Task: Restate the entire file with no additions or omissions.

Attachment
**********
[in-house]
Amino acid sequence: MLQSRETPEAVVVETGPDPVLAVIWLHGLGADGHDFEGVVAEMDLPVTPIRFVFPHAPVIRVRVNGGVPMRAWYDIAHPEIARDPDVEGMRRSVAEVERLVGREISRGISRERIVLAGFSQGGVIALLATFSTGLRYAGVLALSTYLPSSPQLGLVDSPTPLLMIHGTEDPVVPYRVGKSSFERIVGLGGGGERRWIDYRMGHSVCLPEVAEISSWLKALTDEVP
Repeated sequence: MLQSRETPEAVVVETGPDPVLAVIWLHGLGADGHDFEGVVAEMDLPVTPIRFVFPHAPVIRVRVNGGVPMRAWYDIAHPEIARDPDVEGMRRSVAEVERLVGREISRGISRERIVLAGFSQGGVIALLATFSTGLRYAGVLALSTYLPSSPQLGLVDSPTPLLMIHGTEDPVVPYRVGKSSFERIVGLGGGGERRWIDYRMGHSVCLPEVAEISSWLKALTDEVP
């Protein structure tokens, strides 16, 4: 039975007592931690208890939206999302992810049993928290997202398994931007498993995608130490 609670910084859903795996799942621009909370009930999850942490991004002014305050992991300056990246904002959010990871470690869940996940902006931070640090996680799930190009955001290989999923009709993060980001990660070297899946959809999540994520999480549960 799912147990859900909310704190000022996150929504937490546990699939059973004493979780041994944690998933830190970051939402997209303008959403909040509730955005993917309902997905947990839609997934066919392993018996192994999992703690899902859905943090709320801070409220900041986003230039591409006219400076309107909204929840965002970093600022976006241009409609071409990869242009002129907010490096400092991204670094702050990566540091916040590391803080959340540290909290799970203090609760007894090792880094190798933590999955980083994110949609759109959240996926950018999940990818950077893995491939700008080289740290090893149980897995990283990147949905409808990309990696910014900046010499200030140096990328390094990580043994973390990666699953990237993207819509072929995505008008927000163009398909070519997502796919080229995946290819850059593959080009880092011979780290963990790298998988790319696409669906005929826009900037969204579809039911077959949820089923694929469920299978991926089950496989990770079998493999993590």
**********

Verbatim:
[in-house]
Amino acid sequence: MLQSRETPEAVVVETGPDPVLAVIWLHGLGADGHDFEGVVAEMDLPVTPIRFVFPHAPVIRVRVNGGVPMRAWYDIAHPEIARDPDVEGMRRSVAEVERLVGREISRGISRERIVLAGFSQGGVIALLATFSTGLRYAGVLALSTYLPSSPQLGLVDSPTPLLMIHGTEDPVVPYRVGKSSFERIVGLGGGGERRWIDYRMGHSVCLPEVAEISSWLKALTDEVP
Repeated sequence: MLQSRETPEAVVVETGPDPVLAVIWLHGLGADGHDFEGVVAEMDLPVTPIRFVFPHAPVIRVRVNGGVPMRAWYDIAHPEIARDPDVEGMRRSVAEVERLVGREISRGISRERIVLAGFSQGGVIALLATFSTGLRYAGVLALSTYLPSSPQLGLVDSPTPLLMIHGTEDPVVPYRVGKSSFERIVGLGGGGERRWIDYRMGHSVCLPEVAEISSWLKALTDEVP
């Protein structure tokens, strides 16, 4: 039975007592931690208890939206999302992810049993928290997202398994931007498993995608130490 609670910084859903795996799942621009909370009930999850942490991004002014305050992991300056990246904002959010990871470690869940996940902006931070640090996680799930190009955001290989999923009709993060980001990660070297899946959809999540994520999480549960 799912147990859900909310704190000022996150929504937490546990699939059973004493979780041994944690998933830190970051939402997209303008959403909040509730955005993917309902997905947990839609997934066919392993018996192994999992703690899902859905943090709320801070409220900041986003230039591409006219400076309107909204929840965002970093600022976006241009409609071409990869242009002129907010490096400092991204670094702050990566540091916040590391803080959340540290909290799970203090609760007894090792880094190798933590999955980083994110949609759109959240996926950018999940990818950077893995491939700008080289740290090893149980897995990283990147949905409808990309990696910014900046010499200030140096990328390094990580043994973390990666699953990237993207819509072929995505008008927000163009398909070519997502796919080229995946290819850059593959080009880092011979780290963990790298998988790319696409669906005929826009900037969204579809039911077959949820089923694929469920299978991926089950496989990770079998493999993590």